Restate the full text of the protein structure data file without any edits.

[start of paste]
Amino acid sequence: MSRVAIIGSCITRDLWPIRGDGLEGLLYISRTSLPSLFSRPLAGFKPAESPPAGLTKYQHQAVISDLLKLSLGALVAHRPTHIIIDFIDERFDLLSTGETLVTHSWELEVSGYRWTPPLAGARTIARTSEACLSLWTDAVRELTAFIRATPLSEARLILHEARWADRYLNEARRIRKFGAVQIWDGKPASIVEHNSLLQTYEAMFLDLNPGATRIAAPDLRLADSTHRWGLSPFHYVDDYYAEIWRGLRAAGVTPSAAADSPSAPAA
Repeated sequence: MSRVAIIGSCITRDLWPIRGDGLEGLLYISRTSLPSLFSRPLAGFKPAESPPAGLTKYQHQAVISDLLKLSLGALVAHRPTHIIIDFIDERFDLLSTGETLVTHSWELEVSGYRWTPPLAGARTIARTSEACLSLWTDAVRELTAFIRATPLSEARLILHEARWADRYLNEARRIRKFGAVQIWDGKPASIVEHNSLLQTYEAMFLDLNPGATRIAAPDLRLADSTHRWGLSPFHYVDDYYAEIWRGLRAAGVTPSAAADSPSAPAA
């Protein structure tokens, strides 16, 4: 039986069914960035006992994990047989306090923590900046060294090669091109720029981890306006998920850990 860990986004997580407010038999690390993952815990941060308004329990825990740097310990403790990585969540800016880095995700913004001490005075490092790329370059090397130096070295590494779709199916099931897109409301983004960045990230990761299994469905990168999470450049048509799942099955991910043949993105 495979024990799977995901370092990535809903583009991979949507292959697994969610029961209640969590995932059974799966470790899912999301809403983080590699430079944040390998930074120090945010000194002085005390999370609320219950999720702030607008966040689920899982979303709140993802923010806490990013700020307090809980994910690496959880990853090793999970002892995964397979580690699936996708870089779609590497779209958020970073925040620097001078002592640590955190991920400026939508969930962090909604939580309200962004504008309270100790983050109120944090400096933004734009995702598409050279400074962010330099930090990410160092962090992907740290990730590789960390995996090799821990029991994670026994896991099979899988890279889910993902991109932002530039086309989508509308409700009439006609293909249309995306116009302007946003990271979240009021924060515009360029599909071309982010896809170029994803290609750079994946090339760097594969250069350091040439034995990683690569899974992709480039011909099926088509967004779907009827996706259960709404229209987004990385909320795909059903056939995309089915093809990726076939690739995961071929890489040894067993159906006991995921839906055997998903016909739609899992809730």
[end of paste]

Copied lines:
Amino acid sequence: MSRVAIIGSCITRDLWPIRGDGLEGLLYISRTSLPSLFSRPLAGFKPAESPPAGLTKYQHQAVISDLLKLSLGALVAHRPTHIIIDFIDERFDLLSTGETLVTHSWELEVSGYRWTPPLAGARTIARTSEACLSLWTDAVRELTAFIRATPLSEARLILHEARWADRYLNEARRIRKFGAVQIWDGKPASIVEHNSLLQTYEAMFLDLNPGATRIAAPDLRLADSTHRWGLSPFHYVDDYYAEIWRGLRAAGVTPSAAADSPSAPAA
Repeated sequence: MSRVAIIGSCITRDLWPIRGDGLEGLLYISRTSLPSLFSRPLAGFKPAESPPAGLTKYQHQAVISDLLKLSLGALVAHRPTHIIIDFIDERFDLLSTGETLVTHSWELEVSGYRWTPPLAGARTIARTSEACLSLWTDAVRELTAFIRATPLSEARLILHEARWADRYLNEARRIRKFGAVQIWDGKPASIVEHNSLLQTYEAMFLDLNPGATRIAAPDLRLADSTHRWGLSPFHYVDDYYAEIWRGLRAAGVTPSAAADSPSAPAA
């Protein structure tokens, strides 16, 4: 039986069914960035006992994990047989306090923590900046060294090669091109720029981890306006998920850990 860990986004997580407010038999690390993952815990941060308004329990825990740097310990403790990585969540800016880095995700913004001490005075490092790329370059090397130096070295590494779709199916099931897109409301983004960045990230990761299994469905990168999470450049048509799942099955991910043949993105 495979024990799977995901370092990535809903583009991979949507292959697994969610029961209640969590995932059974799966470790899912999301809403983080590699430079944040390998930074120090945010000194002085005390999370609320219950999720702030607008966040689920899982979303709140993802923010806490990013700020307090809980994910690496959880990853090793999970002892995964397979580690699936996708870089779609590497779209958020970073925040620097001078002592640590955190991920400026939508969930962090909604939580309200962004504008309270100790983050109120944090400096933004734009995702598409050279400074962010330099930090990410160092962090992907740290990730590789960390995996090799821990029991994670026994896991099979899988890279889910993902991109932002530039086309989508509308409700009439006609293909249309995306116009302007946003990271979240009021924060515009360029599909071309982010896809170029994803290609750079994946090339760097594969250069350091040439034995990683690569899974992709480039011909099926088509967004779907009827996706259960709404229209987004990385909320795909059903056939995309089915093809990726076939690739995961071929890489040894067993159906006991995921839906055997998903016909739609899992809730």